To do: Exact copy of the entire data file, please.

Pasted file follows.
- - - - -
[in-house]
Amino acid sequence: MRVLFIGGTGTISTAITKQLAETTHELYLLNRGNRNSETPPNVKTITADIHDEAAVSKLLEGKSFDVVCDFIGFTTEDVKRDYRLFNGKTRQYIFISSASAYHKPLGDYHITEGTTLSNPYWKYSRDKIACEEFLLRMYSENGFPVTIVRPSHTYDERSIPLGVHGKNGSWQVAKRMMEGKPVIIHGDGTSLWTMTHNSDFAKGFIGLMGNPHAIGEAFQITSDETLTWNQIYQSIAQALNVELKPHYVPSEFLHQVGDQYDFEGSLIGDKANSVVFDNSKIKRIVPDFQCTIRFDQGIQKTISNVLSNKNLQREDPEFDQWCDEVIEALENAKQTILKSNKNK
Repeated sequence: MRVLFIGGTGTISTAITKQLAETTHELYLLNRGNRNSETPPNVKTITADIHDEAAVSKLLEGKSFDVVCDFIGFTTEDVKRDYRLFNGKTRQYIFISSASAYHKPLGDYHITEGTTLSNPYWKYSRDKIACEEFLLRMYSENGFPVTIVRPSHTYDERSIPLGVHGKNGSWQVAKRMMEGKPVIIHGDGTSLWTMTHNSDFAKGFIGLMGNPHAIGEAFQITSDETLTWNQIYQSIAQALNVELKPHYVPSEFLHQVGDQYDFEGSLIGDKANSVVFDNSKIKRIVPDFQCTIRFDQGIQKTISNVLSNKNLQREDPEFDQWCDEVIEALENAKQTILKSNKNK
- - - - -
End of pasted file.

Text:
[in-house]
Amino acid sequence: MRVLFIGGTGTISTAITKQLAETTHELYLLNRGNRNSETPPNVKTITADIHDEAAVSKLLEGKSFDVVCDFIGFTTEDVKRDYRLFNGKTRQYIFISSASAYHKPLGDYHITEGTTLSNPYWKYSRDKIACEEFLLRMYSENGFPVTIVRPSHTYDERSIPLGVHGKNGSWQVAKRMMEGKPVIIHGDGTSLWTMTHNSDFAKGFIGLMGNPHAIGEAFQITSDETLTWNQIYQSIAQALNVELKPHYVPSEFLHQVGDQYDFEGSLIGDKANSVVFDNSKIKRIVPDFQCTIRFDQGIQKTISNVLSNKNLQREDPEFDQWCDEVIEALENAKQTILKSNKNK
Repeated sequence: MRVLFIGGTGTISTAITKQLAETTHELYLLNRGNRNSETPPNVKTITADIHDEAAVSKLLEGKSFDVVCDFIGFTTEDVKRDYRLFNGKTRQYIFISSASAYHKPLGDYHITEGTTLSNPYWKYSRDKIACEEFLLRMYSENGFPVTIVRPSHTYDERSIPLGVHGKNGSWQVAKRMMEGKPVIIHGDGTSLWTMTHNSDFAKGFIGLMGNPHAIGEAFQITSDETLTWNQIYQSIAQALNVELKPHYVPSEFLHQVGDQYDFEGSLIGDKANSVVFDNSKIKRIVPDFQCTIRFDQGIQKTISNVLSNKNLQREDPEFDQWCDEVIEALENAKQTILKSNKNK